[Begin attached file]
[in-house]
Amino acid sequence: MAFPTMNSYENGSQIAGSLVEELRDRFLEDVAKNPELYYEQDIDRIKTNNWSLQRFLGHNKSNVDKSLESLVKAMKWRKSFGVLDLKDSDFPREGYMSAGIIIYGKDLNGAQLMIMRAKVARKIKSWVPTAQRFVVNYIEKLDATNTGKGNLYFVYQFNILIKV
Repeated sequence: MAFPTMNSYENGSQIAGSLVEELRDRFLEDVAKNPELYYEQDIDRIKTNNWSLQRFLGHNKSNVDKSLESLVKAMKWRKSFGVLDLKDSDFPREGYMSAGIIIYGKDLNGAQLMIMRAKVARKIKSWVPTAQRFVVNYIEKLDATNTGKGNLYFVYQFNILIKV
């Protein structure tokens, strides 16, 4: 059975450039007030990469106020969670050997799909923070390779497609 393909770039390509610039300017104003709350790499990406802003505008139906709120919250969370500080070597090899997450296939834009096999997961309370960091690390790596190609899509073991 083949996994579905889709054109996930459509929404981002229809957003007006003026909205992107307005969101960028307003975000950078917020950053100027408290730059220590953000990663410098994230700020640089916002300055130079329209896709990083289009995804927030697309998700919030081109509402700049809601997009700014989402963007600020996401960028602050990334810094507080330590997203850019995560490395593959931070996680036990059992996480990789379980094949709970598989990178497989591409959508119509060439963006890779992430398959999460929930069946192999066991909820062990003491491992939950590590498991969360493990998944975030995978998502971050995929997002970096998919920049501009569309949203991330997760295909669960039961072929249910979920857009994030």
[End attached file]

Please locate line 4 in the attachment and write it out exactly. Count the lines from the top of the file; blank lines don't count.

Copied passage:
């Protein structure tokens, strides 16, 4: 059975450039007030990469106020969670050997799909923070390779497609 393909770039390509610039300017104003709350790499990406802003505008139906709120919250969370500080070597090899997450296939834009096999997961309370960091690390790596190609899509073991 083949996994579905889709054109996930459509929404981002229809957003007006003026909205992107307005969101960028307003975000950078917020950053100027408290730059220590953000990663410098994230700020640089916002300055130079329209896709990083289009995804927030697309998700919030081109509402700049809601997009700014989402963007600020996401960028602050990334810094507080330590997203850019995560490395593959931070996680036990059992996480990789379980094949709970598989990178497989591409959508119509060439963006890779992430398959999460929930069946192999066991909820062990003491491992939950590590498991969360493990998944975030995978998502971050995929997002970096998919920049501009569309949203991330997760295909669960039961072929249910979920857009994030």